After the holidays parties end, the gift wrap is left in shredded piles, and the last cookie crumbs are swept away, it’s time to look forward to the year ahead. While a lot of fuss may be made about losing those end-of-the-year pounds, the start of a new year is also a fantastic time to refocus on a different type of goals – your career resolutions.
But, just like personal wellness goals, many of us are intimidated to take the first steps towards change; inevitably, the question becomes, “Where do I even begin?”
Before you become overwhelmed with the pressure of making (and keeping) lofty professional goals for 2016, here are a few helpful tips to keep in mind:
Plan for the Positive
The best way to ensure resolution success is to begin planning early. Don’t fall into the trap of hastily creating gigantic goals on January 1 without a game plan! Start your planning now, and you’ll have an easier time enacting your plan once the new year begins.
When preparing, instead of focusing on negative goals (Ex. “I will stop being late to the office.” “I won’t be a push-over anymore.”), shift your thoughts towards positive changes you can commit to in the new year (Ex. “I will keep a more organized schedule.” “I will take negotiation classes.”). We’re more likely to embrace the challenge of change if we take the first steps with optimism, so make sure your resolutions include positive thoughts and encouraging language.
However, our big plans can sometimes get the best of us. Even when thinking positively, a massive goal can prove too daunting and scare us away from seeing our resolution through. For example, simply making the plan, “I will be more successful this year,” is a great thought, it’s tough to track any meaningful success with this plan.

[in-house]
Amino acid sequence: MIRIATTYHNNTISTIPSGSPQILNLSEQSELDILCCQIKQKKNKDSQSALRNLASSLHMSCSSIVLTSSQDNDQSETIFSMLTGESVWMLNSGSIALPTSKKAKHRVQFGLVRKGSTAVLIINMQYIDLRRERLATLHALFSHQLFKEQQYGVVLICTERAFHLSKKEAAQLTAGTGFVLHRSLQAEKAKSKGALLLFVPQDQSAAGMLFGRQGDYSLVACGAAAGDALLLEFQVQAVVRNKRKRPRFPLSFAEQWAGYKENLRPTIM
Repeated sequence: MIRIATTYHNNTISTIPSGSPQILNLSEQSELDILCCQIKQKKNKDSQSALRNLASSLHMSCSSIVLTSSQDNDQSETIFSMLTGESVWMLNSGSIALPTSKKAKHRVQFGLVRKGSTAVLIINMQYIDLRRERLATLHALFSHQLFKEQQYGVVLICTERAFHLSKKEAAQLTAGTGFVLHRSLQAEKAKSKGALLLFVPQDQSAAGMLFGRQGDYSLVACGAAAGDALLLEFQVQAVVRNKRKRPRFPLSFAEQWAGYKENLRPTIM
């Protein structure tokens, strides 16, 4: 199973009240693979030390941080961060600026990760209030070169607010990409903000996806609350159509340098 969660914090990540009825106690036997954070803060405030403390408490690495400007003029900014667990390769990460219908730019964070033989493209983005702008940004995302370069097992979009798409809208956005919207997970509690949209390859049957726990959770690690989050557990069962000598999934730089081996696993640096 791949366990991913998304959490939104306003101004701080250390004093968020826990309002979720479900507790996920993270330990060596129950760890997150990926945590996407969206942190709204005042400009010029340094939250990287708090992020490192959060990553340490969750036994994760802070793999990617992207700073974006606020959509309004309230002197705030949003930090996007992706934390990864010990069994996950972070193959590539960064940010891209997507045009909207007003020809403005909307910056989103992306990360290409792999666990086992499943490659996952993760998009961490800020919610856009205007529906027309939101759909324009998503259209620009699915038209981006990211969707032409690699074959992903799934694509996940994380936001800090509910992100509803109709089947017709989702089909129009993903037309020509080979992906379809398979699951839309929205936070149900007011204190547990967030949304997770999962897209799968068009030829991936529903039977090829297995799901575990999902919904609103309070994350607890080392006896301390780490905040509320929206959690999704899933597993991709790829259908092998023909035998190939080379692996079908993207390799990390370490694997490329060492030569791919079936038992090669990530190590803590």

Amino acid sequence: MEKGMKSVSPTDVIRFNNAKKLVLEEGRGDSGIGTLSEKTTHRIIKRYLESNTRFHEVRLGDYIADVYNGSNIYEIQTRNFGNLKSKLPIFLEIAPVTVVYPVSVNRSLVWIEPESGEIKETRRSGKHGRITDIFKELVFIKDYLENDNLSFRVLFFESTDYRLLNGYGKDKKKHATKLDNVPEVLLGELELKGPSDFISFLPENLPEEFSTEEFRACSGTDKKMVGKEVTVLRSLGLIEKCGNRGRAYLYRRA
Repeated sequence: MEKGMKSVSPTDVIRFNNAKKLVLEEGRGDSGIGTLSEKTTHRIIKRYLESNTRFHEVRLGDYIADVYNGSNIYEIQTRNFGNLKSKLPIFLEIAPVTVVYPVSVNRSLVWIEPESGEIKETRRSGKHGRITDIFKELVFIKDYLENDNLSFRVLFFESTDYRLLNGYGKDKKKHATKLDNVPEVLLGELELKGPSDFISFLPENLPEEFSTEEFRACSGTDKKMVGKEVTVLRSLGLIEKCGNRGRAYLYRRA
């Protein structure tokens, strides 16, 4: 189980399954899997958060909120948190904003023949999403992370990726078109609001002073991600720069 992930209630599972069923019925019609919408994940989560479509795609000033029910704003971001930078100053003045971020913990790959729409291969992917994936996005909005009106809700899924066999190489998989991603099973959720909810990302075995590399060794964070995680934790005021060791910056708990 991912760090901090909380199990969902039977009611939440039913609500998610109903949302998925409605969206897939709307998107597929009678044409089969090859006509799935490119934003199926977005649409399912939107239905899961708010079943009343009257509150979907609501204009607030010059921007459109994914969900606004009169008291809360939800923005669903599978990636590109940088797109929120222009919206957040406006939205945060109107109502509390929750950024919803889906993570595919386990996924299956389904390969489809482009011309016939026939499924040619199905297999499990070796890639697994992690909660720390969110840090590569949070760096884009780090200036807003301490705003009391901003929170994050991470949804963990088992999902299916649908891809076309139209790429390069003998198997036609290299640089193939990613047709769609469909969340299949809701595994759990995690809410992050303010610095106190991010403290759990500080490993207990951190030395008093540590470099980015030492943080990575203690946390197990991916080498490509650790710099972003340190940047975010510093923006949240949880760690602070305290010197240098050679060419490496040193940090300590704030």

Instead, narrow your career goals into targeted plans of action. “More successful,” may actually mean, “I will become a manager this year.” Find what success means to you in the year ahead, and spell out the steps specifically.
Write it Down, Make it Real
Language is a powerful thing. Just seeing your goals written down will make them feel more real. Take the time to write out (or type and print) your career resolutions. Then, proudly display them somewhere easy to see, whether it’s near a night stand or at your work station. A reminder of your plans never hurts!
Power in Numbers
You don’t need to tackle career resolutions alone! Coworkers can be great resources for asking questions and providing guidance along the way. They may even want to learn new skills with you. If you work on a team or other group setting, group goals are a great way to join forces and drive career development.
Start Small, but Dream Big
You can’t change everything at once. When planning your career resolutions for 2016, make sure to break down larger goals into easier to manager chunks. If, “I will become a manager,” is too lofty and unspecific, break down your resolution into smaller checkpoints, “I will complete the executive training course by March. I will complete shadowing managers by April,” and so on. Your big goals will always guide the way, but do yourself a favor and leave little bread crumbs along the path to victory in the year ahead.
Before you frantically rush into professional changes for the New Year, take the time to thoughtfully plan your course of action. Career resolutions can be a great motivator, just don’t let your own biggest plans stop you before you even start!
Do you have any tips for making career resolutions in the New Year? Share them below!